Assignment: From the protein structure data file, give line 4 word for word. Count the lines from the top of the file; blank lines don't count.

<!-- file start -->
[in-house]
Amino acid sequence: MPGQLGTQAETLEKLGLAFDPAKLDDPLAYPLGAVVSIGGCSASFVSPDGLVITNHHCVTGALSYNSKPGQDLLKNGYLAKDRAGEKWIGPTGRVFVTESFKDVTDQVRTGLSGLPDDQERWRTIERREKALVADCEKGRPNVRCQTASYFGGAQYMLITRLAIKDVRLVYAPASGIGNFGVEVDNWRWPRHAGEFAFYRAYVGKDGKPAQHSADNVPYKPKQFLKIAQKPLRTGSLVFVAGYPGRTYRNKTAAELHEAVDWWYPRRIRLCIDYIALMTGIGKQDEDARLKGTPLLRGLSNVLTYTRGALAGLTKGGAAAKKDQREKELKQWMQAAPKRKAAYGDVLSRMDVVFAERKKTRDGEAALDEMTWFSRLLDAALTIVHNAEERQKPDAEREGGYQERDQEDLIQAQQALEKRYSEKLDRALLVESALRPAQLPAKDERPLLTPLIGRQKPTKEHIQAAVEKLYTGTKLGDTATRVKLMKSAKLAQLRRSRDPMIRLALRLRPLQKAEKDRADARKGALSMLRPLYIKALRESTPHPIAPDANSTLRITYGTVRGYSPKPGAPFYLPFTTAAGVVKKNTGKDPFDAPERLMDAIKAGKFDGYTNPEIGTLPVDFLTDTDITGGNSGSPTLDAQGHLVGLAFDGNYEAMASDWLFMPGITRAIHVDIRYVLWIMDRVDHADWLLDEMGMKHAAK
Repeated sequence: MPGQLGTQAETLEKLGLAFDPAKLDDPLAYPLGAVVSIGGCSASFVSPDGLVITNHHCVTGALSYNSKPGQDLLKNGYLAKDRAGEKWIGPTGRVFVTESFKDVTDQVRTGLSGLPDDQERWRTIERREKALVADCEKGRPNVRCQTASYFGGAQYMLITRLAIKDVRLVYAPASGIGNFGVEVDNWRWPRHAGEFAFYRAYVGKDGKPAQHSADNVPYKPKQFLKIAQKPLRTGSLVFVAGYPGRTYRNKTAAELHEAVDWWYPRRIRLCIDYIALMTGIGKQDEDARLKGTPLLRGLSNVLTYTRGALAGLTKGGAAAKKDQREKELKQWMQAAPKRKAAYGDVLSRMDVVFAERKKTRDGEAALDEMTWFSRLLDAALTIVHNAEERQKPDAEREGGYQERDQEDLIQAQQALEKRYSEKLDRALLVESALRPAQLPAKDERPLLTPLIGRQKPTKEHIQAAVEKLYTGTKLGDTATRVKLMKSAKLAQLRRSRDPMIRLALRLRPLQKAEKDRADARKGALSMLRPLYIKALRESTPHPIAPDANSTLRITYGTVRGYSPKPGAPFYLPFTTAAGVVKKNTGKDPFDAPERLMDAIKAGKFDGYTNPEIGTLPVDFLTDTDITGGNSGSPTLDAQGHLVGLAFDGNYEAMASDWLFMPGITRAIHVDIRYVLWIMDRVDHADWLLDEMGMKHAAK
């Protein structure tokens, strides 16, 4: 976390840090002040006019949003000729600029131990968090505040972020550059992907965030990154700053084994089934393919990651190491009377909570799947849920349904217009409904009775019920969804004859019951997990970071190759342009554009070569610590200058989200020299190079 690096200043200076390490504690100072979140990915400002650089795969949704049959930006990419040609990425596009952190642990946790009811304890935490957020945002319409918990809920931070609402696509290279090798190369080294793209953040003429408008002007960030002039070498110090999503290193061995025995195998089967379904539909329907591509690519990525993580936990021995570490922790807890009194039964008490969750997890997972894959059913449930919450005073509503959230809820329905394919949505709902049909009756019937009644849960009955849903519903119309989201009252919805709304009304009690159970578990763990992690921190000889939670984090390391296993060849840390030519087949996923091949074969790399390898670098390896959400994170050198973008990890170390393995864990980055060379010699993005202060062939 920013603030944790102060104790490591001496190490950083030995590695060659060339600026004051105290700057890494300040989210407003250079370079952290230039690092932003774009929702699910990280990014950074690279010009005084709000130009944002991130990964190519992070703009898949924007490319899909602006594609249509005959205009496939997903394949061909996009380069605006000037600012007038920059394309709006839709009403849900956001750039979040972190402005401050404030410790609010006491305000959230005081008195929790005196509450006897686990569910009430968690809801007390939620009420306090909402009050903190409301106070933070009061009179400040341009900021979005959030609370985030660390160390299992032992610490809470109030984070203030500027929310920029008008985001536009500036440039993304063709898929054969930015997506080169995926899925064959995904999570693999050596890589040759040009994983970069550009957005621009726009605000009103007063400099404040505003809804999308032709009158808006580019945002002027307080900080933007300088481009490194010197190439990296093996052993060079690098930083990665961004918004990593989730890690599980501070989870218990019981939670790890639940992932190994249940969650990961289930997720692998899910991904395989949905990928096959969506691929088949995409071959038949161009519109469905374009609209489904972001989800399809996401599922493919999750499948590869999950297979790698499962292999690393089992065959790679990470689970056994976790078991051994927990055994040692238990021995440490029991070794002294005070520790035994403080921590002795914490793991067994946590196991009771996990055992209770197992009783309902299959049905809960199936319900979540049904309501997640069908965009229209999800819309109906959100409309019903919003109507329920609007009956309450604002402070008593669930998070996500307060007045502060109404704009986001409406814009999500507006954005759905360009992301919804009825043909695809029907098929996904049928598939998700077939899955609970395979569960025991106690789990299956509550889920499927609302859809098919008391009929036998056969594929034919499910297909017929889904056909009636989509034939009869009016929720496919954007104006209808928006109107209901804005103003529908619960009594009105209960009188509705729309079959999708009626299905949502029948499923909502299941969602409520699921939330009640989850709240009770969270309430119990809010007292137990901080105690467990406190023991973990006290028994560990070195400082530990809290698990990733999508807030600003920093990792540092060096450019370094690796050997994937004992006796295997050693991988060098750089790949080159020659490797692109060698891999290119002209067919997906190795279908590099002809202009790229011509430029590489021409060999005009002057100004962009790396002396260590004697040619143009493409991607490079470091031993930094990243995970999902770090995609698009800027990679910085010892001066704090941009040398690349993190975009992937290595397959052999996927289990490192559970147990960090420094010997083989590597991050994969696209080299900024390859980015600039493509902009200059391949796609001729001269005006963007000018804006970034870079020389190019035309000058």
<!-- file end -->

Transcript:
């Protein structure tokens, strides 16, 4: 976390840090002040006019949003000729600029131990968090505040972020550059992907965030990154700053084994089934393919990651190491009377909570799947849920349904217009409904009775019920969804004859019951997990970071190759342009554009070569610590200058989200020299190079 690096200043200076390490504690100072979140990915400002650089795969949704049959930006990419040609990425596009952190642990946790009811304890935490957020945002319409918990809920931070609402696509290279090798190369080294793209953040003429408008002007960030002039070498110090999503290193061995025995195998089967379904539909329907591509690519990525993580936990021995570490922790807890009194039964008490969750997890997972894959059913449930919450005073509503959230809820329905394919949505709902049909009756019937009644849960009955849903519903119309989201009252919805709304009304009690159970578990763990992690921190000889939670984090390391296993060849840390030519087949996923091949074969790399390898670098390896959400994170050198973008990890170390393995864990980055060379010699993005202060062939 920013603030944790102060104790490591001496190490950083030995590695060659060339600026004051105290700057890494300040989210407003250079370079952290230039690092932003774009929702699910990280990014950074690279010009005084709000130009944002991130990964190519992070703009898949924007490319899909602006594609249509005959205009496939997903394949061909996009380069605006000037600012007038920059394309709006839709009403849900956001750039979040972190402005401050404030410790609010006491305000959230005081008195929790005196509450006897686990569910009430968690809801007390939620009420306090909402009050903190409301106070933070009061009179400040341009900021979005959030609370985030660390160390299992032992610490809470109030984070203030500027929310920029008008985001536009500036440039993304063709898929054969930015997506080169995926899925064959995904999570693999050596890589040759040009994983970069550009957005621009726009605000009103007063400099404040505003809804999308032709009158808006580019945002002027307080900080933007300088481009490194010197190439990296093996052993060079690098930083990665961004918004990593989730890690599980501070989870218990019981939670790890639940992932190994249940969650990961289930997720692998899910991904395989949905990928096959969506691929088949995409071959038949161009519109469905374009609209489904972001989800399809996401599922493919999750499948590869999950297979790698499962292999690393089992065959790679990470689970056994976790078991051994927990055994040692238990021995440490029991070794002294005070520790035994403080921590002795914490793991067994946590196991009771996990055992209770197992009783309902299959049905809960199936319900979540049904309501997640069908965009229209999800819309109906959100409309019903919003109507329920609007009956309450604002402070008593669930998070996500307060007045502060109404704009986001409406814009999500507006954005759905360009992301919804009825043909695809029907098929996904049928598939998700077939899955609970395979569960025991106690789990299956509550889920499927609302859809098919008391009929036998056969594929034919499910297909017929889904056909009636989509034939009869009016929720496919954007104006209808928006109107209901804005103003529908619960009594009105209960009188509705729309079959999708009626299905949502029948499923909502299941969602409520699921939330009640989850709240009770969270309430119990809010007292137990901080105690467990406190023991973990006290028994560990070195400082530990809290698990990733999508807030600003920093990792540092060096450019370094690796050997994937004992006796295997050693991988060098750089790949080159020659490797692109060698891999290119002209067919997906190795279908590099002809202009790229011509430029590489021409060999005009002057100004962009790396002396260590004697040619143009493409991607490079470091031993930094990243995970999902770090995609698009800027990679910085010892001066704090941009040398690349993190975009992937290595397959052999996927289990490192559970147990960090420094010997083989590597991050994969696209080299900024390859980015600039493509902009200059391949796609001729001269005006963007000018804006970034870079020389190019035309000058």